According to several HUMC officials, the success story is based largely on the medical facility's ability to attract new physicians and retain existing ones through capital improvements that restored a once-eroding confidence in the facility's financial security.
"In the quality of service they provided and the enthusiasm they showed, every employee was involved in saving this hospital," said Assemblywoman Joan Quigley, who also works full-time as the hospital's vice president of external affairs.
Quigley added, "We're striving to be the best hospital in the state of New Jersey."
Quigley commended the efforts of hospital CEO Holzberg in particular, for what she described as his "genius" in making decisions that secured a future for HUMC.
Many of those at HUMC also praised Mayor David Roberts for having played an instrumental role in securing a future for Hoboken's only hospital.
"The success of this hospital is a testament to what we can accomplish as a community if we marshal our resources and work together," said Roberts last week. "I can't imagine what the impact would have been on the city's economy and community if we had not succeeded in saving our hospital. I'm just honored to have played my part."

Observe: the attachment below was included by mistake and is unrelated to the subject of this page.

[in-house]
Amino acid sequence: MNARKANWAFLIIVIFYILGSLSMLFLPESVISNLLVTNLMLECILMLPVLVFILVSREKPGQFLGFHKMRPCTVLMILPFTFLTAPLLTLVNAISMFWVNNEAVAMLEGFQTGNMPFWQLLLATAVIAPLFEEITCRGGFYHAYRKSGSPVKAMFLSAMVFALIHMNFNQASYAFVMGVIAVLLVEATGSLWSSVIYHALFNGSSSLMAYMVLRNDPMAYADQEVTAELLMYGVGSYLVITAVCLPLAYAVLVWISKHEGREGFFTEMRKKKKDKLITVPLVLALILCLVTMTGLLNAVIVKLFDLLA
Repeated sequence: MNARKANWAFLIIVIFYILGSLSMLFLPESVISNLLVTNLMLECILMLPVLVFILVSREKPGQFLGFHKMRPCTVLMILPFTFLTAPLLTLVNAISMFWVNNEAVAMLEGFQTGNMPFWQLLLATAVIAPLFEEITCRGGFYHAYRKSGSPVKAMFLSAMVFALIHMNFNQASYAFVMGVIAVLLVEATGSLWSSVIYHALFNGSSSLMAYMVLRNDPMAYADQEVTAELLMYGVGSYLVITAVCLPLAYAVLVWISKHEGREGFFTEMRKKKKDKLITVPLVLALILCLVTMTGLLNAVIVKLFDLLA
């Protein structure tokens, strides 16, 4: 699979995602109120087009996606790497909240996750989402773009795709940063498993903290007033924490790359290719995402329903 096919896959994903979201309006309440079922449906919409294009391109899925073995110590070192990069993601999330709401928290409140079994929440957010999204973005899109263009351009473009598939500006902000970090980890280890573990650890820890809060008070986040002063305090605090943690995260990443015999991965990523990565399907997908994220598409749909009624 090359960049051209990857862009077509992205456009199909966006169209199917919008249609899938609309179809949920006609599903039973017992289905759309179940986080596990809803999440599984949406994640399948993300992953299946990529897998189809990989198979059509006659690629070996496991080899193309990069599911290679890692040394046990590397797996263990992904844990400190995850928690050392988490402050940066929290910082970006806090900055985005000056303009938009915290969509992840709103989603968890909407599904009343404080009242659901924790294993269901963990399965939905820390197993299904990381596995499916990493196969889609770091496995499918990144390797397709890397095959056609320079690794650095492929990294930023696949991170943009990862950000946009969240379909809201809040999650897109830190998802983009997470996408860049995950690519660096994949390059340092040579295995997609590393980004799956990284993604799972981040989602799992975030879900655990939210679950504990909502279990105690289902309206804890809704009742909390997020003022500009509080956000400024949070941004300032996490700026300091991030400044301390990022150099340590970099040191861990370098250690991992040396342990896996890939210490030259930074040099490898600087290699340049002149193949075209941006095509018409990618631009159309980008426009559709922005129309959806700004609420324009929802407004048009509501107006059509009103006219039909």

How they did it
In 2007, the total revenue for the Hoboken University Medical Center (HUMC) reached approximately $134 million, a sharp increase from the previous year's $94 million.
Of the $134 million in income, $10 million is profit that was earned since the Hospital Authority took over February of 2007.
This represents a $35 million turnaround, since the previous year, Bon Secours had incurred a $25 million debt by the end of the year.
The impressive turnaround was accomplished by a series of steps implemented by The Hoboken Municipal Hospital Authority.
First the Hospital Authority cut spending by $12 million.
According to DiVito, this was accomplished by bringing several services in-house that were previously contracted out at great costs.